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A guide to installing modules for Win32 (2022 Edition)by pryrt (Abbot)
|on Jul 31, 2022 at 22:00 UTC ( #11145868=perltutorial: print w/replies, xml )||Need Help??|
holli's excellent A guide to installing modules for Win32 has served the Monks well for nearly two decades. But after that amount of time, there is newer information that needs to be shared for guiding the next generation of Win32 Perl Monks.
ActiveState phased out using PPM in 2021 (¹), so starting with ActivePerl 5.28, PPM is no longer included.
And since 2008 (²), there's been an alternative distribution, Strawberry Perl, which comes with it's own gcc/g++ compiler and build environment. Modern Strawberry Perl versions do not require using PPM for installation (though it still ships with a PPM client, if you can find PPM repositories to use it with).
After ActiveState dropped PPM support, the modern method of "installing" modules on ActivePerl, as announced in The ActiveState Platform and Perl 5.32, is to make a binary ActivePerl build with the State Tool, where you tell it all the modules you need, and it will provide a binary build with all of those modules (and their dependencies) already installed.
One of the benefits of Strawberry Perl is that they include a working gcc/g++ compiler and build environment, complete with a variant of make (dmake for older versions, gmake for newer versions; see perl -V:make to find out which your copy of Strawberry Perl uses) that means you can easily build and install modules similarly to how it's done on Linux and other OS:
The default CPAN.pm client comes with Strawberry Perl, so installing Some::Module is as easy as cpan Some::Module. Strawberry Perl also comes pre-installed with cpanm, an alternative CPAN client that handles dependencies, allowing installation with cpanm Some::Module. You can install cpanplus or other of the advanced CPAN clients on Strawberry Perl as well.
Finally, if you are a traditionalist and want to manually build using the traditional recipe, you can look at the output of perl -V:make and then pick the appropriate variant of the recipe:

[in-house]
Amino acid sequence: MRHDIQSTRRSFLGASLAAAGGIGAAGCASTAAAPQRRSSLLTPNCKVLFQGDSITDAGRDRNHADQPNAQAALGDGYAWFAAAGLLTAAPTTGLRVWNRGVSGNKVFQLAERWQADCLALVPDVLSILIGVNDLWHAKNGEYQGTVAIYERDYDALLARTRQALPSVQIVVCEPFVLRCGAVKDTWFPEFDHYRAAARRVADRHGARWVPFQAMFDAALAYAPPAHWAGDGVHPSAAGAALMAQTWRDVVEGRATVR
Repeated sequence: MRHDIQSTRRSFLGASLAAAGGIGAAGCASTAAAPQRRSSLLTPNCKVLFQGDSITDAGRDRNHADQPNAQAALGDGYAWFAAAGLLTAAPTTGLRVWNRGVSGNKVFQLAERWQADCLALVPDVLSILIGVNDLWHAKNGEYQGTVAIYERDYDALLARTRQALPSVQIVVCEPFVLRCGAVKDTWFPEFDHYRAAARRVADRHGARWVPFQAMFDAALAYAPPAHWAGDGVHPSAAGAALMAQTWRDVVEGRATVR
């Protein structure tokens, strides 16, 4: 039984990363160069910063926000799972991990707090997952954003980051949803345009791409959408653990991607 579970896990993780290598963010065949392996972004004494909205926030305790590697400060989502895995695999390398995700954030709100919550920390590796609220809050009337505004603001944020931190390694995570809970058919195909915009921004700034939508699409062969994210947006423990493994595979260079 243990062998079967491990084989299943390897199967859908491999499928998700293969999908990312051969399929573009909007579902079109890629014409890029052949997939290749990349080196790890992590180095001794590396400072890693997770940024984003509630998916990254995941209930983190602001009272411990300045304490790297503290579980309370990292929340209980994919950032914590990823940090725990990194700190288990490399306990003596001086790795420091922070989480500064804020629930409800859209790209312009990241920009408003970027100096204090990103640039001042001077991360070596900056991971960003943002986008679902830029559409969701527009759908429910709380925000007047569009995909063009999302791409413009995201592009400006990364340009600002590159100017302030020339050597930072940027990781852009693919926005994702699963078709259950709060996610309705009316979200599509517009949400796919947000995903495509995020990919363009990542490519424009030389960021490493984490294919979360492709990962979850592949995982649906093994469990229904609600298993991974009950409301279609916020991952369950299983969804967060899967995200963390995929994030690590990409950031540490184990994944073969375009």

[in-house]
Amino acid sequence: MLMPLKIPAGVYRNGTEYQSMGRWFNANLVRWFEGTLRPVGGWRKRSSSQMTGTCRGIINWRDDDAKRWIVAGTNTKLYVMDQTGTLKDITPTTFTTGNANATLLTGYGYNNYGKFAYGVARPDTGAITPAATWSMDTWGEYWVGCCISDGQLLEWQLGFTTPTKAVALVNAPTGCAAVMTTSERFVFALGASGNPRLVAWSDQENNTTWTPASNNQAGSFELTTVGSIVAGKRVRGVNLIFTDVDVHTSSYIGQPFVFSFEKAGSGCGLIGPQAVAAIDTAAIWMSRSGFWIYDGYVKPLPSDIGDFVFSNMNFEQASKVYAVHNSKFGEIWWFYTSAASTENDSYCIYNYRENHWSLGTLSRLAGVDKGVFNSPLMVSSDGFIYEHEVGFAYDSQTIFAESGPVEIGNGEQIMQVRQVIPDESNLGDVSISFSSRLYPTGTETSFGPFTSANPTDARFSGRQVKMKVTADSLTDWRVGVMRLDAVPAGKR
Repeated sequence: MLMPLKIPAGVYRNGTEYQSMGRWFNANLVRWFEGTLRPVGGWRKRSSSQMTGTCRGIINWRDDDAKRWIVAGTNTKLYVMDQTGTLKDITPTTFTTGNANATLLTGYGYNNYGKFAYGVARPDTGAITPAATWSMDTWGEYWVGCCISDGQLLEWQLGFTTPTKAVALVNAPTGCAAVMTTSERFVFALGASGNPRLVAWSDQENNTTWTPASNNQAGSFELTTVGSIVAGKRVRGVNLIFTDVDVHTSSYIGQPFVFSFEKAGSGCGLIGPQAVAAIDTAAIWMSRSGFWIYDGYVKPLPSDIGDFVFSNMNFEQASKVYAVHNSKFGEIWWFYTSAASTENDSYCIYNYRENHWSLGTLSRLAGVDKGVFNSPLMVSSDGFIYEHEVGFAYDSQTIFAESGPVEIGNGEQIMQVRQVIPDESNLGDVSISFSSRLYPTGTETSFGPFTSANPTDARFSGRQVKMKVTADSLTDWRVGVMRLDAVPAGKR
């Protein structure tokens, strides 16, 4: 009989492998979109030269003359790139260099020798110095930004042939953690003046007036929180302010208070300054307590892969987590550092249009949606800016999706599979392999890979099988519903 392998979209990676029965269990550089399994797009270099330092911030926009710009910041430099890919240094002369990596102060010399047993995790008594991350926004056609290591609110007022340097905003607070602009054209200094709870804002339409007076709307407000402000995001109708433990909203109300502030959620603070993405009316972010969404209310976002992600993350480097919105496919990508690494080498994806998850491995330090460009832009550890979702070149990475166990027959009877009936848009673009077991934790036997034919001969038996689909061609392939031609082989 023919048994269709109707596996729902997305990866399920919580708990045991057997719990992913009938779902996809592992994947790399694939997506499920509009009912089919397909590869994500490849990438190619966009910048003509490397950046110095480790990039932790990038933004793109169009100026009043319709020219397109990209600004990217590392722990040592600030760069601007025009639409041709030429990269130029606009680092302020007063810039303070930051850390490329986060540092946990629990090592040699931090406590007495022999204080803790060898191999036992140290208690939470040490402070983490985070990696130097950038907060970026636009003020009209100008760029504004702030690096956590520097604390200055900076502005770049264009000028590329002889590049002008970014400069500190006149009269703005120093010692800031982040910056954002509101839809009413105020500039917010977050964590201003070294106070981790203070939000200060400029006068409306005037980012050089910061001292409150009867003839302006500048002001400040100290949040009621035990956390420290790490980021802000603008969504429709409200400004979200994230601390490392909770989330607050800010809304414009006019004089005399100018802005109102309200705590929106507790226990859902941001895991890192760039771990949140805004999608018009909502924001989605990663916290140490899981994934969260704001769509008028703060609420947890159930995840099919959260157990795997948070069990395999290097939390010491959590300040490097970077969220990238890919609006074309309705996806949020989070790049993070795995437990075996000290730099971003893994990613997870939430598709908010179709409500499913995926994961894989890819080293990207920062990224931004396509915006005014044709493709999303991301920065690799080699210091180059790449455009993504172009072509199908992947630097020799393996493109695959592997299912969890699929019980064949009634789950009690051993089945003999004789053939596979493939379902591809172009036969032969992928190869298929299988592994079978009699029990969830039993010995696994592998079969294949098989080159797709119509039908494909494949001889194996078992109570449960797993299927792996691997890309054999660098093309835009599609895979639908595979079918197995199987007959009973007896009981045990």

Some modules may specify their own recipe for building and installing. If so, then try following their directions; the Strawberry build environment is pretty good. But if they specify a different recipe, it doesn't work, and the CPAN-client options don't work, you should file a bug report with the author, because any distributed module should be installable using cpan, cpanm, cpanplus and the like.
For any of these installation techniques: If you have an installed copy of Strawberry Perl, your path should point to the Perl and C binaries already; if you have a portable copy of Strawberry Perl, you may need to run portableshell.bat to get the environment set up correctly.
If you have built your own Perl, or for Windows Subsystem for Linux, or cygwin, or other Windows tools that provide bash or bash-like environments, you should still be able to follow the instructions in the original A Guide to Installing Modules for installing, or use cpanm or cpanplus or other clients not mentioned in the original guide.
Win32 Caveat: Module Case Sensitivity
File names on Windows are not case-sensitive, so some Windows users are used to typing PATHS IN ALL CAPS. Do not type module names in all caps, even when using a CPAN client from the Windows command line (cmd.exe or powershell), as Perl and the CPAN tools will not treat SOME::MODULE and Some::Module the same, even if they resolve to the same ...\Some\Module.pm file.
Please note that some modules have been created in such a way that they are incompatible with the Windows operating system. This guide cannot help you install and use a module that is not compatible with your OS. (You can check the CPAN Testers reports linked from the metacpan.org page for each module: if it doesn't show any passing results on the mswin32 platform, you may have difficulty installing the module.)
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